The researchers also found that the oil gathered in three distinct areas. According to the National Oceanic and Atmospheric Administration press release about the study, the oil was found in “the well-known underwater plume about 3,300-4,300 feet below the surface, the visible surface slick, and an airborne plume.”
The majority of the oil remained in the underwater plume. As the oil escaped over 87 days, researchers found that its chemical composition remained the same.
The study’s estimate of the amount of oil leaked was higher than a previous study done by NOAA with only two day’s worth of data collected from the air. Atlas’s study included water samples collected over 6 weeks as well as air data. Other studies performed in 2010 had demonstrated how oil would settle in the Gulf, but they had done so using models in a laboratory.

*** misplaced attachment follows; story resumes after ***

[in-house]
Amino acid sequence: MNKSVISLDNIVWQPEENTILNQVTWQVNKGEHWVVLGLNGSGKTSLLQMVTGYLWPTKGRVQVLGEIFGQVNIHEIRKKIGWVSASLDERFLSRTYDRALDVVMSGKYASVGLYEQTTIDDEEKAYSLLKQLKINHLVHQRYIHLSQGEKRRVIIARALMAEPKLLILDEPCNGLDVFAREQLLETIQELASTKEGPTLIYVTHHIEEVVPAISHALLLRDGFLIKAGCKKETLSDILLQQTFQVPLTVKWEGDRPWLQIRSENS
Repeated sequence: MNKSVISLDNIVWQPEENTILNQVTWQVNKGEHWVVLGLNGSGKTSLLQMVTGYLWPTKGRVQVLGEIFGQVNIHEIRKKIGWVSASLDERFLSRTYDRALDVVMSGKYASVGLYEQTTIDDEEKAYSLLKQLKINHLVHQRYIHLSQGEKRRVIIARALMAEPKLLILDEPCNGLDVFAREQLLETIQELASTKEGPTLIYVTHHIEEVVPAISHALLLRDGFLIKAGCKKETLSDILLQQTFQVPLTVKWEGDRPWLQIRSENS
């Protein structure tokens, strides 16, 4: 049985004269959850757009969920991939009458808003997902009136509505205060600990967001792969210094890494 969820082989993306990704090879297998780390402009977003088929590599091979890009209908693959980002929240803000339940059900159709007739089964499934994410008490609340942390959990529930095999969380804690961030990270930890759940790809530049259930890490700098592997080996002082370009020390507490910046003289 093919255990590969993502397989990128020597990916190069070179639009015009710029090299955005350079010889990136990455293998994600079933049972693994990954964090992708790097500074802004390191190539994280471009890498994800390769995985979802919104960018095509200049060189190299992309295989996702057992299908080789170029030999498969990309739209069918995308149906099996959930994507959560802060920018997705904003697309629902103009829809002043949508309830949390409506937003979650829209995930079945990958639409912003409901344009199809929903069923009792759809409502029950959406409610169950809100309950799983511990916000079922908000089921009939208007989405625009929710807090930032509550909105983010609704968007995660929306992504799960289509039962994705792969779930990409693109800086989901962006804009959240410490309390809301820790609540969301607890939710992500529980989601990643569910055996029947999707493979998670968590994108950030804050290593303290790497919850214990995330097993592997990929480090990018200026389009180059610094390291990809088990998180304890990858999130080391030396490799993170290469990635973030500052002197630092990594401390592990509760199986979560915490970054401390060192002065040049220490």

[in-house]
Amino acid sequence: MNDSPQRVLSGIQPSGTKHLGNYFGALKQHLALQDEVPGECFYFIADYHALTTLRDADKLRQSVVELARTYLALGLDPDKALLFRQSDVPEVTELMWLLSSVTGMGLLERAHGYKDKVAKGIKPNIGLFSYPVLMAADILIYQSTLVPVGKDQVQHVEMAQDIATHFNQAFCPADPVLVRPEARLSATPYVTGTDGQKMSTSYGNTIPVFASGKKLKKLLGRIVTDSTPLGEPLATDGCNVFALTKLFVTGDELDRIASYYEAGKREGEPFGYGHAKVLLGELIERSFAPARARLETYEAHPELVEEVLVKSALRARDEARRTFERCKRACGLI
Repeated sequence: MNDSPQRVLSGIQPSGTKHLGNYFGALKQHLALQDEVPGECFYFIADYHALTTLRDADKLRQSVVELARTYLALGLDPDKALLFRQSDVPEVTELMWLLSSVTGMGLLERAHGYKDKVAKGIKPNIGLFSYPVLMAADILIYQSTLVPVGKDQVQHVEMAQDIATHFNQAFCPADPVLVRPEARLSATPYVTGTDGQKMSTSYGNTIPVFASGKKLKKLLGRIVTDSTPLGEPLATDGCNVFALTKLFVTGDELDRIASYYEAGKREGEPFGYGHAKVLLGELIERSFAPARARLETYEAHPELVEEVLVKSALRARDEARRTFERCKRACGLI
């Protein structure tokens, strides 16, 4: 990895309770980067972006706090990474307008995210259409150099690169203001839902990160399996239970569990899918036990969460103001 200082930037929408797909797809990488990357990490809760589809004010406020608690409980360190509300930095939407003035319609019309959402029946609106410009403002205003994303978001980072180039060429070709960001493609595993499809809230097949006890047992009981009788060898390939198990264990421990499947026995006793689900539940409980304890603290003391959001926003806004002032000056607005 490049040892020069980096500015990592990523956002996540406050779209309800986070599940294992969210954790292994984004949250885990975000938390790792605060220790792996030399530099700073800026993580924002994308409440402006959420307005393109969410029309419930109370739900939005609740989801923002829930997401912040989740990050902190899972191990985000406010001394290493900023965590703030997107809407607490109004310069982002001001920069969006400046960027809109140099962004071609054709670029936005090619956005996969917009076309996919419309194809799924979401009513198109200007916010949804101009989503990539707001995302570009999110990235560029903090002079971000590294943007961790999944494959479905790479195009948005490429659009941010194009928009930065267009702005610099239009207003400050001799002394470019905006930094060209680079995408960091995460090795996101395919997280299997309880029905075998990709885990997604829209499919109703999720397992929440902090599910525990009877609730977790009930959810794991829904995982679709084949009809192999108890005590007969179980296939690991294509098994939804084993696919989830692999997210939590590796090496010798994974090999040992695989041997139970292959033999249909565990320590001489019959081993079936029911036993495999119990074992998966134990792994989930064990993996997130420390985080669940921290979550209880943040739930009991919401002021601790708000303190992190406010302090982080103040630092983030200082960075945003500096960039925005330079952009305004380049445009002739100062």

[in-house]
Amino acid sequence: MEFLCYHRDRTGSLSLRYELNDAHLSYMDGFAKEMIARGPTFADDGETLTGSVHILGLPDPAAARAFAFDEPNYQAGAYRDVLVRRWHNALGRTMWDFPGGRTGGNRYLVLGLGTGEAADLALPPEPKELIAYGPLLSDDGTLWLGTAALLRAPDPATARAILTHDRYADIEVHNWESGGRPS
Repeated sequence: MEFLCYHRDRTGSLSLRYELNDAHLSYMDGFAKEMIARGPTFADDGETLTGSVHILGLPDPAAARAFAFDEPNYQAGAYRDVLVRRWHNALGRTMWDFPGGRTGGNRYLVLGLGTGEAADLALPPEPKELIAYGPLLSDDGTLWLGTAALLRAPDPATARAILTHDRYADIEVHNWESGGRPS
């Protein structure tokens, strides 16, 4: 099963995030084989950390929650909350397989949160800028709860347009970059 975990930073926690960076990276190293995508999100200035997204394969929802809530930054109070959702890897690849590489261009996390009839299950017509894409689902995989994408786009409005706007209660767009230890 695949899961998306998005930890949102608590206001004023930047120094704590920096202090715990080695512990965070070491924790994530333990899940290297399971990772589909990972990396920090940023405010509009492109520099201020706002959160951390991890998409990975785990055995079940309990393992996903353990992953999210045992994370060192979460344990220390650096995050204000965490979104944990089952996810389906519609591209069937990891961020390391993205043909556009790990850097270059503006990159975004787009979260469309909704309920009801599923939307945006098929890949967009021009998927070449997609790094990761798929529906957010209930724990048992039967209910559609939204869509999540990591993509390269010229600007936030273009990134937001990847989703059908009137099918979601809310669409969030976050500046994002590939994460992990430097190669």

“The study shows a way to provide some independent evaluation of oil leaks,” Atlas said.
He currently has no immediate plans to continue work on his latest study.
“I plan to propose with colleagues some additional work on the evaporation of spilled oil and impacts on Gulf Coast populations, but that work is only in the planning stages,” Atlas said.
RSMAS students feel that the study is representative of the kind of work the school is known for.
“The study says much about RSMAS and how cutting-edge and top-notch it is,” said Julie Sanders, a junior studying marine science and chemistry at RSMAS.
Others like senior and Vice President of Rho Rho Rho, the Marine Science Honor Society, Ryan McMinds feel that the study will not make a difference unless the word gets out.
“Policy doesn’t change unless the public puts pressure,” McMinds said.